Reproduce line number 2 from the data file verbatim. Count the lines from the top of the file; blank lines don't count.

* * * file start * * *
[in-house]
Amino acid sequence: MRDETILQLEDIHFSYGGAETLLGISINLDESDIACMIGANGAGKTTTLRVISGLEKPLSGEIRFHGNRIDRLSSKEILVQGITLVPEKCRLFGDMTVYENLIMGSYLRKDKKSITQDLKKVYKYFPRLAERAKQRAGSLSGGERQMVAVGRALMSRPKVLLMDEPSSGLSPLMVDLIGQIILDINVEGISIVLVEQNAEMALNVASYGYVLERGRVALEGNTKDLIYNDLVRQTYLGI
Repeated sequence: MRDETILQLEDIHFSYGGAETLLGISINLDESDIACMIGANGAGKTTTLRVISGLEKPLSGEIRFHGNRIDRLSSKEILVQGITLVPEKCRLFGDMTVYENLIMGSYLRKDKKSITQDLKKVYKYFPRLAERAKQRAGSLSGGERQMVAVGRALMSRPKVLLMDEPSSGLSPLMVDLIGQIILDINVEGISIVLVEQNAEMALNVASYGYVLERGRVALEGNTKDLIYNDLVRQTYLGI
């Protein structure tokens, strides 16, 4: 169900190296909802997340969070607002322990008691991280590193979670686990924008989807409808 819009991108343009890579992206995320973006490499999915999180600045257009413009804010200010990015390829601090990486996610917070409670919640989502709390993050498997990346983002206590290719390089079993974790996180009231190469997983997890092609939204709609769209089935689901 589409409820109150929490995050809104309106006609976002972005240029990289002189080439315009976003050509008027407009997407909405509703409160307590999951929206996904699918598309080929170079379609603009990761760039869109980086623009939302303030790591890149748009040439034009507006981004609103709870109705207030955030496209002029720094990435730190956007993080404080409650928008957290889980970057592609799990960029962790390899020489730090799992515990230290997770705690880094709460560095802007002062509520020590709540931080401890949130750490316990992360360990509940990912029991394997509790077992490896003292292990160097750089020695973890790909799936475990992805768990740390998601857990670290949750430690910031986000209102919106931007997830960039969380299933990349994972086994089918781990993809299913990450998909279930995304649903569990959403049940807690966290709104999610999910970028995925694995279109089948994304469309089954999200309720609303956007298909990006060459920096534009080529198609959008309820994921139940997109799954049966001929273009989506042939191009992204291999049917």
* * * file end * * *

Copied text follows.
Amino acid sequence: MRDETILQLEDIHFSYGGAETLLGISINLDESDIACMIGANGAGKTTTLRVISGLEKPLSGEIRFHGNRIDRLSSKEILVQGITLVPEKCRLFGDMTVYENLIMGSYLRKDKKSITQDLKKVYKYFPRLAERAKQRAGSLSGGERQMVAVGRALMSRPKVLLMDEPSSGLSPLMVDLIGQIILDINVEGISIVLVEQNAEMALNVASYGYVLERGRVALEGNTKDLIYNDLVRQTYLGI